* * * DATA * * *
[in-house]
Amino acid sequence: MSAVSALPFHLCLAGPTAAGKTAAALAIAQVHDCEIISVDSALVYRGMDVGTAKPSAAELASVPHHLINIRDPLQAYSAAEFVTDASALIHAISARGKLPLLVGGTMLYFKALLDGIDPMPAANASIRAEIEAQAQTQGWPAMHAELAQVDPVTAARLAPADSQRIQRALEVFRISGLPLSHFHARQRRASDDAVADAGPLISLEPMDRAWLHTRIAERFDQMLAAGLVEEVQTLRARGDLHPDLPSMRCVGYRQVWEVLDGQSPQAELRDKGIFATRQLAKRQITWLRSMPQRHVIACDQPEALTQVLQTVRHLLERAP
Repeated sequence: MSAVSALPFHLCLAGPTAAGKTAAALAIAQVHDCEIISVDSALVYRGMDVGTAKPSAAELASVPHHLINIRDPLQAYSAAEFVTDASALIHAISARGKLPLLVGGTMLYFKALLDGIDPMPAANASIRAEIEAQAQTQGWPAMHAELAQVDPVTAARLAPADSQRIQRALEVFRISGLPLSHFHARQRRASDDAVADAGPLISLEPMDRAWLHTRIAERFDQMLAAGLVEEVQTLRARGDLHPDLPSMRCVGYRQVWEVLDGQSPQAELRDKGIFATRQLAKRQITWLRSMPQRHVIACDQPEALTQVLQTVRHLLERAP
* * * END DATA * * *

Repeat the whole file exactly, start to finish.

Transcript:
[in-house]
Amino acid sequence: MSAVSALPFHLCLAGPTAAGKTAAALAIAQVHDCEIISVDSALVYRGMDVGTAKPSAAELASVPHHLINIRDPLQAYSAAEFVTDASALIHAISARGKLPLLVGGTMLYFKALLDGIDPMPAANASIRAEIEAQAQTQGWPAMHAELAQVDPVTAARLAPADSQRIQRALEVFRISGLPLSHFHARQRRASDDAVADAGPLISLEPMDRAWLHTRIAERFDQMLAAGLVEEVQTLRARGDLHPDLPSMRCVGYRQVWEVLDGQSPQAELRDKGIFATRQLAKRQITWLRSMPQRHVIACDQPEALTQVLQTVRHLLERAP
Repeated sequence: MSAVSALPFHLCLAGPTAAGKTAAALAIAQVHDCEIISVDSALVYRGMDVGTAKPSAAELASVPHHLINIRDPLQAYSAAEFVTDASALIHAISARGKLPLLVGGTMLYFKALLDGIDPMPAANASIRAEIEAQAQTQGWPAMHAELAQVDPVTAARLAPADSQRIQRALEVFRISGLPLSHFHARQRRASDDAVADAGPLISLEPMDRAWLHTRIAERFDQMLAAGLVEEVQTLRARGDLHPDLPSMRCVGYRQVWEVLDGQSPQAELRDKGIFATRQLAKRQITWLRSMPQRHVIACDQPEALTQVLQTVRHLLERAP